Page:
« For Jim. | Main | Strange Economic Views at the Commission. »

February 18, 2005

For Irene Adler

As promised, the why and wherefore of my asking for people to read the labels of their ketchup bottles. Sadly, the article was not accepted, so, just for Irene:

Stunning news was reported on the 10th Jan, a Senator wants to spend more taxpayer’s money and those it would be spent on are in favor. Quite the man bites dog story don’t you think? That Senator Kit Bond, R-Mo, wants to create a new agricultural research center (The USDA has tentatively named it the National Institute for Food and Agriculture, perhaps at some future date to be called the Bond Center?) and those who do research in the field seem to think well of more money being spent upon them.

It would be churlish to reject any and every idea to spend the nation’s wealth but before deciding to spend more on such research might it not be a good idea to look at how what is already allocated is spent?

One piece * that caught the eye recently was into the lycopene content of tomato ketchup. Lycopene is the chemical that makes tomatoes red and is known to protect against a number of problems including cardiovascular disease, prostate and breast cancers. The measurement of this lifesaver in various brands and types of ketchup would seem sensible, an ideal piece of research for a current part of the USDA. The result announced was that organic brands have more lycopene than others and we could simply nod our heads wisely at this proof of what the campaigners have been telling us, that organic is better for you.

This would be, however, to ignore two important things about science, the first that the questions you don’t ask can be more important than those you do, the second that the reporting of results is of minimal value as compared to the why of those results.The question that was not asked was the tomato content of the ketchups. This might seem fairly simple, lycopene is contained in tomatoes, ketchup contains tomatoes, it isn’t really that much of a stretch to think that more tomatoes means more lycopene. The researchers did not check this. The why is that organic ketchups do indeed use more tomatoes. As they do not use corn syrup to sweeten the mixture, they use more tomatoes, both for their natural sweetness and also because without the syrup something has to go into the bottle. Many regular brands are in the 25-35% range tomato content while one organic brand is 70% tomatoes.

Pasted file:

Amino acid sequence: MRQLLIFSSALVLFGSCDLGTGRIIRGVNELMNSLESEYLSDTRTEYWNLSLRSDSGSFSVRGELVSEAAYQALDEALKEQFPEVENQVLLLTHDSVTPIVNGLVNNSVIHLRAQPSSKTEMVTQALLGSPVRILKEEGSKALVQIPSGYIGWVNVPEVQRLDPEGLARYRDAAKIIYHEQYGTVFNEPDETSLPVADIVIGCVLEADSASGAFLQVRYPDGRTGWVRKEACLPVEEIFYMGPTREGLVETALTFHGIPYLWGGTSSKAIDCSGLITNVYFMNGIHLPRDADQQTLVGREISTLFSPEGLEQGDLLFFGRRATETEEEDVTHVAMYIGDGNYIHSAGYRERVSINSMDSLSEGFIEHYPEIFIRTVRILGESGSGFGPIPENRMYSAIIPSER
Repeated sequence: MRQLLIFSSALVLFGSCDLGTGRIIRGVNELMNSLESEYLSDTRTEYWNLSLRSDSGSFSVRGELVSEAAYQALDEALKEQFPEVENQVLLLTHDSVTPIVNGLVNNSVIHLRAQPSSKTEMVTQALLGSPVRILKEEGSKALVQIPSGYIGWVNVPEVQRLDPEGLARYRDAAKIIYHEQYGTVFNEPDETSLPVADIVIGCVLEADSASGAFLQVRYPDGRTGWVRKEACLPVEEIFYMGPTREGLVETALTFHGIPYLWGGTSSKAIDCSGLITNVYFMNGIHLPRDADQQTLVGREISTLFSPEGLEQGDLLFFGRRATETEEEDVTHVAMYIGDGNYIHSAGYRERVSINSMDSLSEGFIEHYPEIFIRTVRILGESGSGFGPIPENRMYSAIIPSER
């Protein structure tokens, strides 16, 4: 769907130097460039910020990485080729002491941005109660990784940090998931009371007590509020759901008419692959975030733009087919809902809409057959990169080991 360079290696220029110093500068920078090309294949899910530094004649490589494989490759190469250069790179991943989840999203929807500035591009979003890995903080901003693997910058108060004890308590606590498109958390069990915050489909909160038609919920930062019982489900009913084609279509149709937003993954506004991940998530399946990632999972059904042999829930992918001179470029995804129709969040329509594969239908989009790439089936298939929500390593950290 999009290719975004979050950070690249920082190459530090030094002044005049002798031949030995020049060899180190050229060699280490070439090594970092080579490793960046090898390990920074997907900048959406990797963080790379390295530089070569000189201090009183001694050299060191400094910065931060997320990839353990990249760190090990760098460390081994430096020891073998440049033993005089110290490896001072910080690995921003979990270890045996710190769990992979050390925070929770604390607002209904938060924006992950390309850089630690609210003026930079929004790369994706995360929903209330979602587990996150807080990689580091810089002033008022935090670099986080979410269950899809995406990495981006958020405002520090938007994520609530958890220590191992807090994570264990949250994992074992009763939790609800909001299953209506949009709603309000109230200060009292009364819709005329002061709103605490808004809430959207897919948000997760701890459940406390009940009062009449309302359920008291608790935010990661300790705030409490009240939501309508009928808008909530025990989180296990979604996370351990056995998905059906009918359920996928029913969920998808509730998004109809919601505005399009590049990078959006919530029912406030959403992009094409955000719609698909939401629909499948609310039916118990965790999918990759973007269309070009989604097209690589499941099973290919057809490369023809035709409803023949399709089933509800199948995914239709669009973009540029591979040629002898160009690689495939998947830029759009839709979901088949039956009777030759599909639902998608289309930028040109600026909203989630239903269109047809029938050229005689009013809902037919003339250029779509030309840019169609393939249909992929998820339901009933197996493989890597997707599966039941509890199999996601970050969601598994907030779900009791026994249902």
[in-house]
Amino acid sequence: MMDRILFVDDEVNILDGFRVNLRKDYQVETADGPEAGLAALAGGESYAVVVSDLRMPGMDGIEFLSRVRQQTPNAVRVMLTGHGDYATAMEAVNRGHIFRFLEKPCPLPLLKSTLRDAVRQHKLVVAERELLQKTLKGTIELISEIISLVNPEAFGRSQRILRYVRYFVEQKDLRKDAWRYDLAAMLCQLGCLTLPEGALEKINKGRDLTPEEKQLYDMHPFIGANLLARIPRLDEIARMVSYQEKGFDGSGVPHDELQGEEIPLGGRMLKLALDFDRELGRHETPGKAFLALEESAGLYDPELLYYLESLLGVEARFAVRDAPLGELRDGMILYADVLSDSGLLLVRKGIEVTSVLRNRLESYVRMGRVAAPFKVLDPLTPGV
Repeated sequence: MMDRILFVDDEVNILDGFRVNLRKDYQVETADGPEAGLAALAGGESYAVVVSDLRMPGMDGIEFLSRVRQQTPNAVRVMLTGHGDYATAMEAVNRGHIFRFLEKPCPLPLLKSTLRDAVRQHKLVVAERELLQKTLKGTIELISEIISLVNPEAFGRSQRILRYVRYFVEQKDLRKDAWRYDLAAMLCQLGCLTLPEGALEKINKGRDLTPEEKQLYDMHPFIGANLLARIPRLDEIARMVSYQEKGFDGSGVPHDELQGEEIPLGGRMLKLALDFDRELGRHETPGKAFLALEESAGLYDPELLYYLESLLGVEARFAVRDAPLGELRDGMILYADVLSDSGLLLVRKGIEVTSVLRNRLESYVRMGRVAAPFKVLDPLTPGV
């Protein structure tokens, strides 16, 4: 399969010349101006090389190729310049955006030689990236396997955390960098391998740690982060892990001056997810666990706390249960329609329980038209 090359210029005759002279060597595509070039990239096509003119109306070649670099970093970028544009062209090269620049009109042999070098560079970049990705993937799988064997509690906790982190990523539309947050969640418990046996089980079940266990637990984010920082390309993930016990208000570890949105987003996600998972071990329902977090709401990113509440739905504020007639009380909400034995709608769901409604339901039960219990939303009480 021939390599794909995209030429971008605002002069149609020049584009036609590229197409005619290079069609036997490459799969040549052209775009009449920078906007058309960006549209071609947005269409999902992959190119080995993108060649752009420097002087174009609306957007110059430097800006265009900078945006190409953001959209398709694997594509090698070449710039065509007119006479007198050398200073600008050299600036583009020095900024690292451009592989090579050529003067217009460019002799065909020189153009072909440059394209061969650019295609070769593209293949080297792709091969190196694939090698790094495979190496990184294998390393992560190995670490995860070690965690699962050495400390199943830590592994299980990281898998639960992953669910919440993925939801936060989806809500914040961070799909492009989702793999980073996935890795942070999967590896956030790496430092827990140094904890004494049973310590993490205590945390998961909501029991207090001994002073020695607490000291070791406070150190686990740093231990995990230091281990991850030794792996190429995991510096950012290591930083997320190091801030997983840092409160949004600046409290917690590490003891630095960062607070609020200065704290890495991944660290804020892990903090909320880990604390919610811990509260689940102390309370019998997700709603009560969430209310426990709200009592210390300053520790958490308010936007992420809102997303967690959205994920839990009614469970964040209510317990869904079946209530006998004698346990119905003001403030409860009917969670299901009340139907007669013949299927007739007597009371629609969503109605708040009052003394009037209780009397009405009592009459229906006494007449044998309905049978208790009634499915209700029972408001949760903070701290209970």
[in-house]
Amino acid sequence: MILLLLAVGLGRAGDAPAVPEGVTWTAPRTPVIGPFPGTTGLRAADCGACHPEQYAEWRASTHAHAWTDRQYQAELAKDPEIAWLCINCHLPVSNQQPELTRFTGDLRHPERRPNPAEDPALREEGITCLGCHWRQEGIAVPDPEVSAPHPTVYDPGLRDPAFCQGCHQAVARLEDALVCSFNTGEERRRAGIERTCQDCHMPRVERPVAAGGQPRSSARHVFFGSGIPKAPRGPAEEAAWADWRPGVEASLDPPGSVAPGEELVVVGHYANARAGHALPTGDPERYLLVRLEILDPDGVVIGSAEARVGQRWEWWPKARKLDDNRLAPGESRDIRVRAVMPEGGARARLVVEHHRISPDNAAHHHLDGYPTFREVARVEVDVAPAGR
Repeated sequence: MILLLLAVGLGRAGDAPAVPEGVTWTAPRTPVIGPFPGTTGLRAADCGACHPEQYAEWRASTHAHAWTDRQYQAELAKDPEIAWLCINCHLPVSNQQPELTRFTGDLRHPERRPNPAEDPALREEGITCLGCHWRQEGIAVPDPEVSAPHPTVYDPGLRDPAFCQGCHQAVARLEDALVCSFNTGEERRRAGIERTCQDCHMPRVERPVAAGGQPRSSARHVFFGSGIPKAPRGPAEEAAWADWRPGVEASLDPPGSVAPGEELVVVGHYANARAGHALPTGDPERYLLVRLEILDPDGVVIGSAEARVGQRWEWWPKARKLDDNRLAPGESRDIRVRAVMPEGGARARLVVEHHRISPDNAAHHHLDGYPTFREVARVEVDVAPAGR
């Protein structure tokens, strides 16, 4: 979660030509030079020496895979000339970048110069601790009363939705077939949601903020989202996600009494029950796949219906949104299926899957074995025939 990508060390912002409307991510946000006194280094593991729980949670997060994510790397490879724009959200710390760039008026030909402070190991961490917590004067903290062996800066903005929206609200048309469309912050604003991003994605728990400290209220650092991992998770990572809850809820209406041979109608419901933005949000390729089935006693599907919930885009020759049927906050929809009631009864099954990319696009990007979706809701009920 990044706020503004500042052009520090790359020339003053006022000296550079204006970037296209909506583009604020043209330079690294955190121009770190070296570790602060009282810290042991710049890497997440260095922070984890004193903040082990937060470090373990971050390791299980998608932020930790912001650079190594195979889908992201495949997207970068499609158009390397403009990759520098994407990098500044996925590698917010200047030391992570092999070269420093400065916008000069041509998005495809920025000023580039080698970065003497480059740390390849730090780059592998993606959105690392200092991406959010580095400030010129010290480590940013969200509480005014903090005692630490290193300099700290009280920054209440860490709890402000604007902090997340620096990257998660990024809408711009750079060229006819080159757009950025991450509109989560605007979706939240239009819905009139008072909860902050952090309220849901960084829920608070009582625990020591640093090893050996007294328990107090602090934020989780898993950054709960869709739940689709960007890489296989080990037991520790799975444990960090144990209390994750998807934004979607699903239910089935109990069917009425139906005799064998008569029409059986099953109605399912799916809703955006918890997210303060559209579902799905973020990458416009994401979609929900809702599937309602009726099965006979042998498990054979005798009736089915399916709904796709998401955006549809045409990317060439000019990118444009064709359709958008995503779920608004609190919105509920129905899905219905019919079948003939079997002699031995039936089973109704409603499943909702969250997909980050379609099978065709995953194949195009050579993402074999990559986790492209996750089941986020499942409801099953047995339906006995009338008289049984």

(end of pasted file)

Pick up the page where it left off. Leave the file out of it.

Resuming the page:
Quite apart from the misleading (although technically, strictly true) conclusion, that organic ketchups are better for you, what we appear to have is a research result that reads: if you put more tomatoes into your product then your product will contain more tomato. Opinions can differ on such matters of course but is everyone certain that this is a result that we needed a Government program to tell us?

Which brings us back to the Good Senator Bond and his plans for another $ 1 billion a year. We could just shrug our shoulders, after all it is only a little over $3 a head per year, or we could ask whether we really need more of this sort of research. When the money we already spend on research provides results that verge on the blindingly obvious, are we certain that we need more of it?

*Journal of Agricultural and Food Chemistry (DOI: 10.1021/jf0401540)

February 18, 2005 in Weblogs | Permalink


TrackBack URL for this entry:

Listed below are links to weblogs that reference For Irene Adler:


In the Good Old Days, we could learn French from the label of our sauce bottle.

Posted by: dearieme | Feb 18, 2005 4:14:28 PM

Maybe it was a different study ,but this one investigated how much lycene there was in various types of tomatoes... Yellow tomatoes had less and deeply red tomatoes had more..

Tim adds: I may have the journal number there wrong. Not too important though....same basic idea. As Lycopene is what makes tomatoes red I would file both reports under the "No, Duh?" label.

Posted by: e m butler | Feb 18, 2005 4:17:11 PM

>Maybe it was a different study ,but this one investigated how much lycene there was in various types of tomatoes... Yellow tomatoes had less and deeply red tomatoes had more..

No, I'm looking at now, and it doesn't talk about this.

The DOI is 10.1021/jf040154o - that's n "o" on the end, not a zero. (The issue is December 2004, v.52, No. 26, pp. 8017-8020).

Posted by: Scott at Blithering Bunny | Feb 18, 2005 5:42:41 PM

A whole post just for the sake of moi? I blush at the undeserved accolade. Am also grateful to have escaped the headline qualifiers usually applied to Our Georges, or Polly Pot, etc., such as "blithering idiot" etc.



Posted by: Irene Adler | Feb 18, 2005 6:59:19 PM

Gimme a break! Do you want authorities to put forward him in a trial? Ha-ha!

Posted by: Mishal | Jan 3, 2006 12:23:46 PM